Matthew Lopez's seven-hour epic about gay relationships is destined to be called the new Angels in America, for the generation that came after the AIDS crisis but must grapple with its legacy. But the text it's really in dialogue with is EM Forster's Howards End.
It starts with a corny chorus scene of affected young men looking to the figure of Forster for inspiration when writing their own stories. But from this oddly shaky opening, The Inheritance rapidly grows into a vastly enjoyable, properly gripping, frequently moving piece of event theatre, directed by Stephen Daldry so that you see, crystal clear, a myriad of neat telling details as well as its grand historical sweep.
Despite centering on an interlocking sextet of gay men, Lopez somehow manages to stick remarkably close to the plotting and themes of Howards End. Here too we have battles between liberal idealism and conservative individualism. Property is always more than bricks and mortar – it may confer sanctuary, or stability. It can hold old ghosts and new promises.
But this is a super-smart, not slavish, retelling: Lopez often splits characters or characteristics, finding modern parallels or rewriting their fate, even adding new mirrorings down the generations. This is one of the reasons why The Inheritance needs to be seven hours long: Forster's plot is wildly improbable, but somehow you go with it. Here, the space and time helps these characters feel real, so you follow them through all the juicily unlikely and yet terrifically satisfying coincidences and reversals in fortune. That said, I do wonder if it works so well if you're not playing map-the-plot in your head…
But I suspect it does. For The Inheritance has an almost soapy addictiveness all of its own, like a Netflix binge where you keep putting on one more episode. It also has the depth of characterisation of a novel – maybe 'depth' is the wrong word, maybe it's more durational than that: you feel you have lived with these people.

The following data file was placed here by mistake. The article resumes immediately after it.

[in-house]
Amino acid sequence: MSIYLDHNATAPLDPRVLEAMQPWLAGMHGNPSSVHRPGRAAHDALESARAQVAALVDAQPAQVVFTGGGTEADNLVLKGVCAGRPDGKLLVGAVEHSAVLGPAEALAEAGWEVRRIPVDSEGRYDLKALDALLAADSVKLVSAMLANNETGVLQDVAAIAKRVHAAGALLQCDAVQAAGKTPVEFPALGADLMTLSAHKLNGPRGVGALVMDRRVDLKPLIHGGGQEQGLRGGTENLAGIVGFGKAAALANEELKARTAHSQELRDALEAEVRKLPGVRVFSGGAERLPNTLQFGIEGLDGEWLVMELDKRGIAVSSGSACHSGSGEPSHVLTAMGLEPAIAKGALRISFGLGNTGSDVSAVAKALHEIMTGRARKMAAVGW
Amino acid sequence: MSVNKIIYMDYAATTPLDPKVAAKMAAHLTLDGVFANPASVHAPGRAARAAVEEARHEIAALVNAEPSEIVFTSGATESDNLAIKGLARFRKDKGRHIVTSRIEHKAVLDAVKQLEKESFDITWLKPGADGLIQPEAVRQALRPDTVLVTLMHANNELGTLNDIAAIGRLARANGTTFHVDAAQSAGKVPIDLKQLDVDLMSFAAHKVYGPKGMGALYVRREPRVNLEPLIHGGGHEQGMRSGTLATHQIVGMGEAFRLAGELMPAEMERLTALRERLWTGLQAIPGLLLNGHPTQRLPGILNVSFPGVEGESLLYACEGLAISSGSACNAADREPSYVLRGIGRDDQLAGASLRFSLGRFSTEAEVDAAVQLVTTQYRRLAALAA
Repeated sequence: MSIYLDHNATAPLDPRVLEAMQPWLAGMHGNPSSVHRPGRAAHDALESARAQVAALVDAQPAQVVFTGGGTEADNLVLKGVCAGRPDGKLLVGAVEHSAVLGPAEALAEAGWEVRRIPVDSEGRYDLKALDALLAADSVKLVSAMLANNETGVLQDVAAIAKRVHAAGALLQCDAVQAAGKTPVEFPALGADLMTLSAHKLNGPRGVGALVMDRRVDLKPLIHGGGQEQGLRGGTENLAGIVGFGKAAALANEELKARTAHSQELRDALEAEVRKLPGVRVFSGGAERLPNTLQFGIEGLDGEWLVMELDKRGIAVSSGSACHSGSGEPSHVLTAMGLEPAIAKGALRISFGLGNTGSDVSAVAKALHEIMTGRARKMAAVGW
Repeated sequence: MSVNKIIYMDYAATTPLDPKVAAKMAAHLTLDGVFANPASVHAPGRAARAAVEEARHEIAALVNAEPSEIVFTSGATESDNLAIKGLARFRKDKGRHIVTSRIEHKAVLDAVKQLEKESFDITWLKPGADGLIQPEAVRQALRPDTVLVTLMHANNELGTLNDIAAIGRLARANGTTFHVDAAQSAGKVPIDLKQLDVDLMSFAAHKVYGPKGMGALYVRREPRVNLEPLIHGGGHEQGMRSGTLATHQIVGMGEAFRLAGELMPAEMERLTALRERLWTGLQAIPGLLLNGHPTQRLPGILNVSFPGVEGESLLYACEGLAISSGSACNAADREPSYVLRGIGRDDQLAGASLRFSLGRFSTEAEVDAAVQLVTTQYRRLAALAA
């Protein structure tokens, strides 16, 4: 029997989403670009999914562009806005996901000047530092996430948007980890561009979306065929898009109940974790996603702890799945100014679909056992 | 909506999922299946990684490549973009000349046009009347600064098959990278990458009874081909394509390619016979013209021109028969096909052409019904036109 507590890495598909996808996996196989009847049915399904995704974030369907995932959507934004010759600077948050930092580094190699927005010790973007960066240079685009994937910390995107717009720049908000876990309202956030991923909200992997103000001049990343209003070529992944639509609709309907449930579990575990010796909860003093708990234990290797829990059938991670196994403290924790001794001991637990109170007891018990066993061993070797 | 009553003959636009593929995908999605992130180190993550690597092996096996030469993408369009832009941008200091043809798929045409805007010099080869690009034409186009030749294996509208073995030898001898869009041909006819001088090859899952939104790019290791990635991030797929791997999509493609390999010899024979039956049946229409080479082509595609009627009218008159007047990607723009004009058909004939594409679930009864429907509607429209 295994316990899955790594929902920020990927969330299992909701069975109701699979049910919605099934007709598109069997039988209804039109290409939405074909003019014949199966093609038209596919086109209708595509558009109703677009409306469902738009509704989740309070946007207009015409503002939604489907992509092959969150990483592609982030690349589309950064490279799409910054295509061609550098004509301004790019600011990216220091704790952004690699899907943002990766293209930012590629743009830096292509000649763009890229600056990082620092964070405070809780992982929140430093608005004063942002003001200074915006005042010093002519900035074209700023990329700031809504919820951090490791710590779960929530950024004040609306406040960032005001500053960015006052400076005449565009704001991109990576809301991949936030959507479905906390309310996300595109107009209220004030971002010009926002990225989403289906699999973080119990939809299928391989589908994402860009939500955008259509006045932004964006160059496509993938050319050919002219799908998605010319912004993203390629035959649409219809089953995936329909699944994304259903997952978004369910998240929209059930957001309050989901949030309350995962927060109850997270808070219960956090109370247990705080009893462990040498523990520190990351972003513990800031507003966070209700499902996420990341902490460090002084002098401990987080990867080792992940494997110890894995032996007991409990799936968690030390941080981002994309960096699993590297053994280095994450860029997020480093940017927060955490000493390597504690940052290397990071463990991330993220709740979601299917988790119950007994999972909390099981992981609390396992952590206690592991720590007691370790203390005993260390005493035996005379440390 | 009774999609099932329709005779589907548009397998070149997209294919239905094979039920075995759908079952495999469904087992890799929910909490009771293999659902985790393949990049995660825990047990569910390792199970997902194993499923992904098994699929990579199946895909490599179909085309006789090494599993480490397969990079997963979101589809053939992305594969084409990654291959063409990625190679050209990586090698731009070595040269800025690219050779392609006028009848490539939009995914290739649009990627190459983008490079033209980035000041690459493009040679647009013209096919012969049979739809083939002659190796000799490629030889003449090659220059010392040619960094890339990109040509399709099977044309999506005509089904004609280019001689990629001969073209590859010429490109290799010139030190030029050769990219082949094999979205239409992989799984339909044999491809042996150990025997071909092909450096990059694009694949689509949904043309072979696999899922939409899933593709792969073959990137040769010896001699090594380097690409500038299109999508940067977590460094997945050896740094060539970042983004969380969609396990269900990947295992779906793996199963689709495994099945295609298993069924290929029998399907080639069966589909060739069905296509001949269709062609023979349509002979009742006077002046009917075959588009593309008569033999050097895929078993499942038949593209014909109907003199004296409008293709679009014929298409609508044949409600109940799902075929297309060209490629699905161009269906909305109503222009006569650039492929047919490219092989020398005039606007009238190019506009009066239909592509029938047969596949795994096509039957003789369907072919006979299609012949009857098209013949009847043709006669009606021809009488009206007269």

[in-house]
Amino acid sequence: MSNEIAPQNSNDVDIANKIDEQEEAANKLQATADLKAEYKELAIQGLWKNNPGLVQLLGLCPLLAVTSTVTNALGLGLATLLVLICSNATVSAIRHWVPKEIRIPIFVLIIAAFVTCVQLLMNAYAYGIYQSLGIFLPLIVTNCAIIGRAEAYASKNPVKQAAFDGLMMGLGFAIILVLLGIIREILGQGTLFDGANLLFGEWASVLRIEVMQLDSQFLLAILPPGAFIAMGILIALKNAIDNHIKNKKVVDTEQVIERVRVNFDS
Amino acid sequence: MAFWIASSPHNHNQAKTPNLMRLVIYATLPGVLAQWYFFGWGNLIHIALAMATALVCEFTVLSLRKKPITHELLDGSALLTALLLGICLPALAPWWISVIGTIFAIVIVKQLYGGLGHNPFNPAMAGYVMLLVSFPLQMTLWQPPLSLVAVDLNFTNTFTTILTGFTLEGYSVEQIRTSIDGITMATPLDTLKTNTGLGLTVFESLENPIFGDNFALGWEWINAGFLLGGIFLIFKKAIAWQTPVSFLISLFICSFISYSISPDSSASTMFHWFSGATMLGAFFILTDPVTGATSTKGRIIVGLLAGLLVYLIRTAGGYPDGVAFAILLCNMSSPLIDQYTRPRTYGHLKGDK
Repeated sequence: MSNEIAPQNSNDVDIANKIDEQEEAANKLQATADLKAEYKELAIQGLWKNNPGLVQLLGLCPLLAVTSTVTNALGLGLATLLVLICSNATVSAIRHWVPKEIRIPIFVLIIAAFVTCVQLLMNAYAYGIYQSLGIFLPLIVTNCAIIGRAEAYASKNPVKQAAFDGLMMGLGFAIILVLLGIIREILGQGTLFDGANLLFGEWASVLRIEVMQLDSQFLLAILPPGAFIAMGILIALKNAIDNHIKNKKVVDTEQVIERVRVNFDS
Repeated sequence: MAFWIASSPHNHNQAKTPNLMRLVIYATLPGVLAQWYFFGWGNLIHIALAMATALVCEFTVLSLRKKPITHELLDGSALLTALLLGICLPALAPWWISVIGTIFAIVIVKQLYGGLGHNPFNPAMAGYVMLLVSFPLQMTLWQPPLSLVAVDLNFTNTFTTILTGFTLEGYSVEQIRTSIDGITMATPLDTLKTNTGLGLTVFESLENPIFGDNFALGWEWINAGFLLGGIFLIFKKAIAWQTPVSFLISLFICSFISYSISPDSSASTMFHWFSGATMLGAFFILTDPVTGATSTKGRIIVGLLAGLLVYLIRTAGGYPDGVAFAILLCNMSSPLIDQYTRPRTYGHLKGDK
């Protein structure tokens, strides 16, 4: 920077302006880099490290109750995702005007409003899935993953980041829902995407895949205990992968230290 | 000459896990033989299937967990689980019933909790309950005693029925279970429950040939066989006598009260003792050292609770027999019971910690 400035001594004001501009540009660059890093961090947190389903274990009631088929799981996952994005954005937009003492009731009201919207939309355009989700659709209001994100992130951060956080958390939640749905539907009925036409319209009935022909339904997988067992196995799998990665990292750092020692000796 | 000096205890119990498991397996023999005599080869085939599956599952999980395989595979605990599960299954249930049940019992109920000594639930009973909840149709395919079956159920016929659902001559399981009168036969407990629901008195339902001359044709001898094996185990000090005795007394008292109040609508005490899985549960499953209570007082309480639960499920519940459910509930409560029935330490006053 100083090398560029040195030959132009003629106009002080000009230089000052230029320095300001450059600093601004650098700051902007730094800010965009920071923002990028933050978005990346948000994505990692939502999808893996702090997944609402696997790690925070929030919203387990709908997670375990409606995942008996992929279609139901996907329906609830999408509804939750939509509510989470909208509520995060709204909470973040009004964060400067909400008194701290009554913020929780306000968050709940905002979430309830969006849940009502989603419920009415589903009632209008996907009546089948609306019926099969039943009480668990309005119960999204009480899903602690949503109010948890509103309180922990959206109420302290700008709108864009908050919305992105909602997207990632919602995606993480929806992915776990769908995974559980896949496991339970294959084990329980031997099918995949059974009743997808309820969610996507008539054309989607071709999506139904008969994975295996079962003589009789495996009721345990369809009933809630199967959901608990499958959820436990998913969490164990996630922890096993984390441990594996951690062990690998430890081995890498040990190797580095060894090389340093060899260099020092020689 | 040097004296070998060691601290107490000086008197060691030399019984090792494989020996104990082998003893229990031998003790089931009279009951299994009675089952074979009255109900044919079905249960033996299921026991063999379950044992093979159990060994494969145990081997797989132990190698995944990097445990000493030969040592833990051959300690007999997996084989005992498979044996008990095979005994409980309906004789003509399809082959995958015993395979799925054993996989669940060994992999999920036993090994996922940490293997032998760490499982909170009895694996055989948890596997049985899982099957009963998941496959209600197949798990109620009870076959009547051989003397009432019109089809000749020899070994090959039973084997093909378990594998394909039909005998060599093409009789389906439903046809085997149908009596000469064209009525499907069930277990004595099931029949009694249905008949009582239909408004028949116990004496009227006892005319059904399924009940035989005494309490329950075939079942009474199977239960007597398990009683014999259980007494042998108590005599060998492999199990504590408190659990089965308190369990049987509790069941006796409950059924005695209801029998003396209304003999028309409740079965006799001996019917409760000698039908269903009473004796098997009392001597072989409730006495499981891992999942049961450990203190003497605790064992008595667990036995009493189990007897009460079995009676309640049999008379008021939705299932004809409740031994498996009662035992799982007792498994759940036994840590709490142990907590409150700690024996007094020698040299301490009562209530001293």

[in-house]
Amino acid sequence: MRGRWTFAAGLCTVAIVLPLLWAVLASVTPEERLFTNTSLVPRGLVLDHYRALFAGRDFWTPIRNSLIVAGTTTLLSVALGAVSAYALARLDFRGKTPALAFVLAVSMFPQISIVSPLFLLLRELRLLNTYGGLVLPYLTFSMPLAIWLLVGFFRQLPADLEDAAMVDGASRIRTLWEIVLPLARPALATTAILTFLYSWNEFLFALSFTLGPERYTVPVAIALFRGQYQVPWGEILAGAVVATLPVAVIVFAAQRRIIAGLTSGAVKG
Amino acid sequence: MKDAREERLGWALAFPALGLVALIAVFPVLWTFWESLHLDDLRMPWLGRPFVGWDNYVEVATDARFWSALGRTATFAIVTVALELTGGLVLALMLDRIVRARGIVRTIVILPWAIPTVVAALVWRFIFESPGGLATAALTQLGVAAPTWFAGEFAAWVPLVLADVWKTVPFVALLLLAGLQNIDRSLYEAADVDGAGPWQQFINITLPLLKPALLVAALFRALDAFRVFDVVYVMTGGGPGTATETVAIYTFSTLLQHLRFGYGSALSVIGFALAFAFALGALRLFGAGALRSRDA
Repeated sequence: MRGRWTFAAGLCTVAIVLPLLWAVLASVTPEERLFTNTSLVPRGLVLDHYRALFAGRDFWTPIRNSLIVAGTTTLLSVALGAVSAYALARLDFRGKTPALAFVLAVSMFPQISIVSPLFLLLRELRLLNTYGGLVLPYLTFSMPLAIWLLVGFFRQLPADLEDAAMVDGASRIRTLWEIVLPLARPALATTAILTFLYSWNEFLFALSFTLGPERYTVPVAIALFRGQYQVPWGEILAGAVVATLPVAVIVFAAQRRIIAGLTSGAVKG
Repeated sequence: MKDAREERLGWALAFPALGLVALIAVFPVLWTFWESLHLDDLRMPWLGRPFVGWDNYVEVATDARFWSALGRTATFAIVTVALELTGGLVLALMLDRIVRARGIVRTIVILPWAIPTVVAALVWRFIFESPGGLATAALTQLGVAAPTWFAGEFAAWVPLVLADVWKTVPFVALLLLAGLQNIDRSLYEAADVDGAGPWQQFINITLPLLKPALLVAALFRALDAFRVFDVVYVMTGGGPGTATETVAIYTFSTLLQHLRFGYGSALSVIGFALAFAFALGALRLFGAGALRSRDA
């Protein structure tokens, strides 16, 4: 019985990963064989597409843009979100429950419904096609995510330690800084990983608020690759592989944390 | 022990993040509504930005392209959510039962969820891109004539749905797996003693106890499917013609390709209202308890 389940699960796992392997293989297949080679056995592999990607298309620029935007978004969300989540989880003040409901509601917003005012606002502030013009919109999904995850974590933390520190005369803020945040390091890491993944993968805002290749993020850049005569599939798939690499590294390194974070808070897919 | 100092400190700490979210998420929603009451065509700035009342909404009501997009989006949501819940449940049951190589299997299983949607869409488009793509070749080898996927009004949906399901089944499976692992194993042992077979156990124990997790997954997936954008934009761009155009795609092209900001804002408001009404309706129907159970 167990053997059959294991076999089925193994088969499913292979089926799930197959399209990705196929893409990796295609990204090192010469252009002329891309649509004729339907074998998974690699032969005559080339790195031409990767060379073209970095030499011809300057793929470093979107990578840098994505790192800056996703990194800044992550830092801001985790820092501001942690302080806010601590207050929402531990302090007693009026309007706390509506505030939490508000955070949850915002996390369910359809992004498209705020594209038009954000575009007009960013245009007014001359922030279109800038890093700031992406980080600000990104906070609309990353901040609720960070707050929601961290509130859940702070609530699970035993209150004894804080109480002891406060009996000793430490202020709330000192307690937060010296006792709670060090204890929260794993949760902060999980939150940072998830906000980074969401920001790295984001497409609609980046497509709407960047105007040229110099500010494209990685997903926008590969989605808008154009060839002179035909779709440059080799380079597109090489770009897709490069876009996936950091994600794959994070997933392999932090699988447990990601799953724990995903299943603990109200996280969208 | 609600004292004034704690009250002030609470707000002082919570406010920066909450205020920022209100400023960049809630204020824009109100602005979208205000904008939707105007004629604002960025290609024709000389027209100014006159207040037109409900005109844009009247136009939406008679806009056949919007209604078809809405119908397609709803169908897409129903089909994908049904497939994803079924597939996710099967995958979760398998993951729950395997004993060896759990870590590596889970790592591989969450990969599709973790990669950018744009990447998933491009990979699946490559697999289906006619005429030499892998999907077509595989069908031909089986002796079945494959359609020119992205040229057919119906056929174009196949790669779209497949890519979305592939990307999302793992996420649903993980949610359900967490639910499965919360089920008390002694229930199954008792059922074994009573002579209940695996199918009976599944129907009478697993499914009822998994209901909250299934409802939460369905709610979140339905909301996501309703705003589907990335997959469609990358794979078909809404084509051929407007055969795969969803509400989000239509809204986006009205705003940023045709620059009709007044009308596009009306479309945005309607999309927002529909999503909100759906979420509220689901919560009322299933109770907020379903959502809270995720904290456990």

Could it have been a novel or a TV series? Yup. But I wouldn't wish it out of the theatre for a minute. Because this is such a hugely absorbing experience. Lopez and Daldry both manage the pace superbly; it's a cliche to promise the time will fly by, but it will.
Much of the cast spend the whole thing on stage – a bare, grey platform that goes up and down a bit. Occasionally a doll's house or small tree appears at the back; both are twee, needless additions frankly. But the cast's constant presence reflects how this is a community trying to find their story. In the first half, this notion is more explicit, the men interrupting each other with rewrites, the hovering Forster pushing them to find their truth – before being taken to task for never making it out of the closet himself.
The cast are impressive, especially the ever-vivid Kyle Soller, who imbues our understated hero Eric with tremendous warmth and generosity of spirit as he tries to work out how to make a life count. The other stand-out is Andrew Burnap as his narcissistic, fabulously vain playwright lover Toby, an irresistible nightmare dripping both charisma and scorn. There's also a late appearance from Vanessa Redgrave, turning what seems almost a glib intertextual reference to the Merchant Ivory film into something strangely, sadly luminous.
There's some cracking writing here: a monologue about a Prague bathhouse that nails the switch from erotic ecstasy to shame; a ding-dong between a Republican property developer and a young radical that flashes as its arguments switchblade; a hilariously camp, champagne-flinging wedding bust-up. There's also some ropey writing, to be honest: Lopez too often tells rather than shows, and falls back on hackneyed phrases. A wince-inducing debate about what it means to be gay today is written like so many bullet points, and there are dollops of schmaltzy sentimentality.
But, oh, you forgive all that… because The Inheritance sweeps you up completely. You root for these characters as individuals, but their stories interlock with each other – and with the past – to form something like an embrace. It feels all-enveloping, and deeply generous.